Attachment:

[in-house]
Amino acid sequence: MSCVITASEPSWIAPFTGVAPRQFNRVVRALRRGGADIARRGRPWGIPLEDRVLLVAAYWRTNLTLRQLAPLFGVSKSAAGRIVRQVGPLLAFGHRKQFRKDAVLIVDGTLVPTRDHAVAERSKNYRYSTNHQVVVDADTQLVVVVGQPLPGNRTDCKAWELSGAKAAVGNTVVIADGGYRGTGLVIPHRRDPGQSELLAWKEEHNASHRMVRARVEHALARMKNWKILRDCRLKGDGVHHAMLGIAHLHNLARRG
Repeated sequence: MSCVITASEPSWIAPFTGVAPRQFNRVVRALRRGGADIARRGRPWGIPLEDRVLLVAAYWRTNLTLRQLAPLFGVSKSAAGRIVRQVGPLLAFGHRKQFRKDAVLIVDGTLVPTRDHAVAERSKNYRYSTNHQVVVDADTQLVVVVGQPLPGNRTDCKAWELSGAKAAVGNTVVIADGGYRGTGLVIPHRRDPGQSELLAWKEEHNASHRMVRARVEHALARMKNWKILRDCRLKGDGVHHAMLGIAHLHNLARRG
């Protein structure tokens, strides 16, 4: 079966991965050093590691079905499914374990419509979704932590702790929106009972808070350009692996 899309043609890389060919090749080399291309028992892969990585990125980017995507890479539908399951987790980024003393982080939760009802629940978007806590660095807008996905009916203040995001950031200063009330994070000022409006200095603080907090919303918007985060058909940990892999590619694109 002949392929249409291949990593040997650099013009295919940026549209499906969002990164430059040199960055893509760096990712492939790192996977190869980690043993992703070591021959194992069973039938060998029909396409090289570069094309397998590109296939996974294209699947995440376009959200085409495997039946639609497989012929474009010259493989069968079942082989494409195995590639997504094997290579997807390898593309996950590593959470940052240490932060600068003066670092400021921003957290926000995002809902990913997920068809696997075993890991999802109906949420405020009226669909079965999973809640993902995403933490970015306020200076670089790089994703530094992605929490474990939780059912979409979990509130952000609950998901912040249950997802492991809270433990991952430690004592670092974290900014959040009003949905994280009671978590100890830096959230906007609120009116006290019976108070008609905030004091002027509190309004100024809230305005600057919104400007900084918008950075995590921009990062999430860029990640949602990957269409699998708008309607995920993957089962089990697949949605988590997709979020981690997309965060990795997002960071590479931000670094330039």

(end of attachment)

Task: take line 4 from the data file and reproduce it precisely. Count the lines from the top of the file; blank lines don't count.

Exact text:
């Protein structure tokens, strides 16, 4: 079966991965050093590691079905499914374990419509979704932590702790929106009972808070350009692996 899309043609890389060919090749080399291309028992892969990585990125980017995507890479539908399951987790980024003393982080939760009802629940978007806590660095807008996905009916203040995001950031200063009330994070000022409006200095603080907090919303918007985060058909940990892999590619694109 002949392929249409291949990593040997650099013009295919940026549209499906969002990164430059040199960055893509760096990712492939790192996977190869980690043993992703070591021959194992069973039938060998029909396409090289570069094309397998590109296939996974294209699947995440376009959200085409495997039946639609497989012929474009010259493989069968079942082989494409195995590639997504094997290579997807390898593309996950590593959470940052240490932060600068003066670092400021921003957290926000995002809902990913997920068809696997075993890991999802109906949420405020009226669909079965999973809640993902995403933490970015306020200076670089790089994703530094992605929490474990939780059912979409979990509130952000609950998901912040249950997802492991809270433990991952430690004592670092974290900014959040009003949905994280009671978590100890830096959230906007609120009116006290019976108070008609905030004091002027509190309004100024809230305005600057919104400007900084918008950075995590921009990062999430860029990640949602990957269409699998708008309607995920993957089962089990697949949605988590997709979020981690997309965060990795997002960071590479931000670094330039």